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SC Rejects Students’ Appeal to Block Indiana University Vaccine Mandate


The US Supreme Court on Thursday rejected an appeal by several students to block the vaccine mandate imposed by Indiana University (IU) before in-person classes resume in the fall.

A total of eight students filed a legal complaint against the university in June, saying its vaccine policy violates their constitutional rights to “bodily integrity, autonomy, and medical choice.” They feel that the school “is treating its students as children who cannot be trusted to make mature decisions.”

The challenge was directed to Associate Justice Amy Coney Barrett, who is also the circuit justice for the federal appeals court involved in the case. She firmly declined the appeal, saying there was no legal justification for the request.

Meanwhile, no other justices have so far issued a statement. Business Insider reports that Barrett issued the decision without consulting the other justices on the court.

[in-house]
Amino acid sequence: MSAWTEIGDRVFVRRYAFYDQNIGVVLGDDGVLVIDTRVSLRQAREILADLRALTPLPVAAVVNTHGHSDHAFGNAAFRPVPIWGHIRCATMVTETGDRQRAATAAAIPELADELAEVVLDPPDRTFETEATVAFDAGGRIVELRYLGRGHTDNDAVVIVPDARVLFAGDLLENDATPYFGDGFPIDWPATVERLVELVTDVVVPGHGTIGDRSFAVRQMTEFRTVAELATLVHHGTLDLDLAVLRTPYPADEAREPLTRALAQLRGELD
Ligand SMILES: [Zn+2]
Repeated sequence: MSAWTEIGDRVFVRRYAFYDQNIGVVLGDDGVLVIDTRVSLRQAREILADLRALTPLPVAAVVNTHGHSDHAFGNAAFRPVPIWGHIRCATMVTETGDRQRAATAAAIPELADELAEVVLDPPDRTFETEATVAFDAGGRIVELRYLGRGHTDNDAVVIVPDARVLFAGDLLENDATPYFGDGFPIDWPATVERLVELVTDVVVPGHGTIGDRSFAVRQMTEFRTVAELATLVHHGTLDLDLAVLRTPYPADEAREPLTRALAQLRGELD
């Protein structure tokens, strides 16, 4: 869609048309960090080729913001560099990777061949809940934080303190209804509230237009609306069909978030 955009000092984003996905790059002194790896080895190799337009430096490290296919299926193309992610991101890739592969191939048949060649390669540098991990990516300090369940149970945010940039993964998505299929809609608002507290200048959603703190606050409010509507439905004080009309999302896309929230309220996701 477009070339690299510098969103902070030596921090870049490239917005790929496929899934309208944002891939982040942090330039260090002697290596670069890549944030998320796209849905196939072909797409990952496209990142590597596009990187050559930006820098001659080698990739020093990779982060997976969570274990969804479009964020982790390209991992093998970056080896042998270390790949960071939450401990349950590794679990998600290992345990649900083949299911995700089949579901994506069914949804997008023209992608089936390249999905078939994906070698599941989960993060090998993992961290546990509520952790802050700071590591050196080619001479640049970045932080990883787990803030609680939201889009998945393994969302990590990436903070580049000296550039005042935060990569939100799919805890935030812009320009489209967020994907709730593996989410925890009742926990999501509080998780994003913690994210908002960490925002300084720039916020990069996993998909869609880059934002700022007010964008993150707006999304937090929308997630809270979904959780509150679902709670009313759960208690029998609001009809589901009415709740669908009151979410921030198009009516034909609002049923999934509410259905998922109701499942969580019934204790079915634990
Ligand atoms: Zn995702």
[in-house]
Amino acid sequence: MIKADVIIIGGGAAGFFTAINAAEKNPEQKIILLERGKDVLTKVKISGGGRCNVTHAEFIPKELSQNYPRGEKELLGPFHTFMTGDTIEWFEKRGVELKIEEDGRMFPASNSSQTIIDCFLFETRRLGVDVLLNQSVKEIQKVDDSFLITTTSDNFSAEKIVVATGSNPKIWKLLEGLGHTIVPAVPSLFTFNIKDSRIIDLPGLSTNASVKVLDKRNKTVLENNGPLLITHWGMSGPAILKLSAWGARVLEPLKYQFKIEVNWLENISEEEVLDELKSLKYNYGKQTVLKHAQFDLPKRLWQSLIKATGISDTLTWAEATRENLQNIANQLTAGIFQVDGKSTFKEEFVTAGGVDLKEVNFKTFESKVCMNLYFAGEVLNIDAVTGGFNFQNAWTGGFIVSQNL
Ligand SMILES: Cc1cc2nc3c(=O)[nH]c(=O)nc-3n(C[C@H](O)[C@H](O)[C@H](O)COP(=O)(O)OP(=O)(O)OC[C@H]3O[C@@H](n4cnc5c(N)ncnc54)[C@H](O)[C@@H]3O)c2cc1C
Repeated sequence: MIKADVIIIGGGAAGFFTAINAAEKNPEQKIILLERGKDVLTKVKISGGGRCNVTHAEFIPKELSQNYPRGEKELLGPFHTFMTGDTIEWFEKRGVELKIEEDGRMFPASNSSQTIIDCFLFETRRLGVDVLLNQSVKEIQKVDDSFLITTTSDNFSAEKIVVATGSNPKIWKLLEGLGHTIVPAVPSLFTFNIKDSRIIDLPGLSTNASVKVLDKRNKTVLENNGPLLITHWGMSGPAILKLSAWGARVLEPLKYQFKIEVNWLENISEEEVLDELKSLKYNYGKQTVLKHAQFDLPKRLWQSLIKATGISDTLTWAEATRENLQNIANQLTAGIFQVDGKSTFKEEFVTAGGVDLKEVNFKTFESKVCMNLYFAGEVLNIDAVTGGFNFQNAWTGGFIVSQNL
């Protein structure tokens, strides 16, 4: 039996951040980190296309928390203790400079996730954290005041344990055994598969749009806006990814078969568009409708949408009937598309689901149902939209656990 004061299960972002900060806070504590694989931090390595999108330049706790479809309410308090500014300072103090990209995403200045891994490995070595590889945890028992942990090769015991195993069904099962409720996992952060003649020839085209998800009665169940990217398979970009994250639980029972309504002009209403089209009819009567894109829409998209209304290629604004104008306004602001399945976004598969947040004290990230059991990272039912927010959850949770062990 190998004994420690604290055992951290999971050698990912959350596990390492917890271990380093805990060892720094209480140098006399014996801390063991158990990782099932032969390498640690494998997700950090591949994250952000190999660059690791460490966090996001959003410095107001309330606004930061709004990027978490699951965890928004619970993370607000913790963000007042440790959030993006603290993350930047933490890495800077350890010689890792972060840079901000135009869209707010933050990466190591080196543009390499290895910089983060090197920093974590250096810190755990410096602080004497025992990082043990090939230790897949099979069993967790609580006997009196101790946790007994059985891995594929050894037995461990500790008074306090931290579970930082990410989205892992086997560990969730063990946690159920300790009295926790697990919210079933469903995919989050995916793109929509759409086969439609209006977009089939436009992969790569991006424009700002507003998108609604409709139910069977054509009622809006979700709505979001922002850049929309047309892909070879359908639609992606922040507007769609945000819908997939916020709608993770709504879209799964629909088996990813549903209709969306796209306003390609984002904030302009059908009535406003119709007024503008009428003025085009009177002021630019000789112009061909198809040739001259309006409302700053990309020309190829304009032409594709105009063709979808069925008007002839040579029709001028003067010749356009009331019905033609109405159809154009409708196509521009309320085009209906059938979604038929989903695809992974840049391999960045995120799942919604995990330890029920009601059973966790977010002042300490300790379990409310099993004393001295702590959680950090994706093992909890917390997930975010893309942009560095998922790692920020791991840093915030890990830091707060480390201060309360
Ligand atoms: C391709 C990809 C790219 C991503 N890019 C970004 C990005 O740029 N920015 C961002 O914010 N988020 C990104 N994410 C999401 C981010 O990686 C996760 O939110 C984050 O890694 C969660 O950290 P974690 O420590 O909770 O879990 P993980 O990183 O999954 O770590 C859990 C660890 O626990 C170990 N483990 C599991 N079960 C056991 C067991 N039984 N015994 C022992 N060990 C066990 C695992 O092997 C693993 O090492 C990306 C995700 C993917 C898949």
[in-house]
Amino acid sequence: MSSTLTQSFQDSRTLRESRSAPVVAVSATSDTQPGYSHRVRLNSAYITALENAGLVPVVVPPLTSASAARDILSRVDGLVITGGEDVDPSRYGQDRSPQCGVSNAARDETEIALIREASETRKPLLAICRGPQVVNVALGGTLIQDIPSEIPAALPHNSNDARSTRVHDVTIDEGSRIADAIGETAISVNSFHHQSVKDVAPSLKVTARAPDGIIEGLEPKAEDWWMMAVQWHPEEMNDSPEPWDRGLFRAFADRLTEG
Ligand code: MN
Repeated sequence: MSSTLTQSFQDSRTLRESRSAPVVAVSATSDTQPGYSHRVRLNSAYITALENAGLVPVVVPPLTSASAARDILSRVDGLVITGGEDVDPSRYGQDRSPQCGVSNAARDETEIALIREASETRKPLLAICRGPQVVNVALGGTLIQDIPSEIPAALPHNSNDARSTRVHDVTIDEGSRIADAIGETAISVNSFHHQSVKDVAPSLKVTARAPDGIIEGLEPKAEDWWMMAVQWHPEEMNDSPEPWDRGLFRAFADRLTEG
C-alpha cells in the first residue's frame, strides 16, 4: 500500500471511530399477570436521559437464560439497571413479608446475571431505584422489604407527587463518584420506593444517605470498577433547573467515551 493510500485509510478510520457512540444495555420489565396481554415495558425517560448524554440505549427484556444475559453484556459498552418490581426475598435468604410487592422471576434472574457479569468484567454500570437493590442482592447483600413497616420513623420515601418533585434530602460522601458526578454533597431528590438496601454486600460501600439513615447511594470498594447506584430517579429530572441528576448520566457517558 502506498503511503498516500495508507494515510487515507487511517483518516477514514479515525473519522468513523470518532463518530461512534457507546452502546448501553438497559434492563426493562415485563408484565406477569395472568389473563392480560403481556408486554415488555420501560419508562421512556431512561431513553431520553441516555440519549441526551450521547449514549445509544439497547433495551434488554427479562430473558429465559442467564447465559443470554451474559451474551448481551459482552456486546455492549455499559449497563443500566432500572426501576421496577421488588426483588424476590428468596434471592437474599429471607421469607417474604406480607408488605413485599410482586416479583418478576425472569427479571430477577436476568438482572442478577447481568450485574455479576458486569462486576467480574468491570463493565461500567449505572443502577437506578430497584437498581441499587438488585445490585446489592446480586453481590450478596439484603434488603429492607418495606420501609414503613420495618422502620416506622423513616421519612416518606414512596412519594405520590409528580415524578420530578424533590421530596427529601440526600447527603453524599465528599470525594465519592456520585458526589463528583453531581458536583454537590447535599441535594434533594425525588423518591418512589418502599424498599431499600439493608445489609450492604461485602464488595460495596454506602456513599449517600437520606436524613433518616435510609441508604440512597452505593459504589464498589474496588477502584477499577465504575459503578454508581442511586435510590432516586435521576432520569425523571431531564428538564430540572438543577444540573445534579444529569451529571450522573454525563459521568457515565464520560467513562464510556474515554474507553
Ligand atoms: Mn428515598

Federal Judge Sides With Indiana

In the first legal test of COVID-19 vaccination mandates in the country, a federal judge last month sided with IU policy prohibiting unvaccinated students from attending in-person classes.

US District Court Judge Damon R. Leichty expressed that the students will most likely not succeed in their claim that the university lacks a rational basis for its vaccine requirement.

“Recognizing the students’ significant liberty to refuse unwanted medical
treatment, the Fourteenth Amendment permits Indiana University to pursue a
reasonable and due process of vaccination in the legitimate interest of public health for
its students, faculty, and staff,” the federal judge
stated, adding that his decision was based on scientific, medical, empirical, and industry-wide data.

In addition to IU, students in Connecticut and Massachusetts have also filed similar lawsuits against their universities. Their challenges to COVID-19 vaccination requirements are now pending in federal courts.

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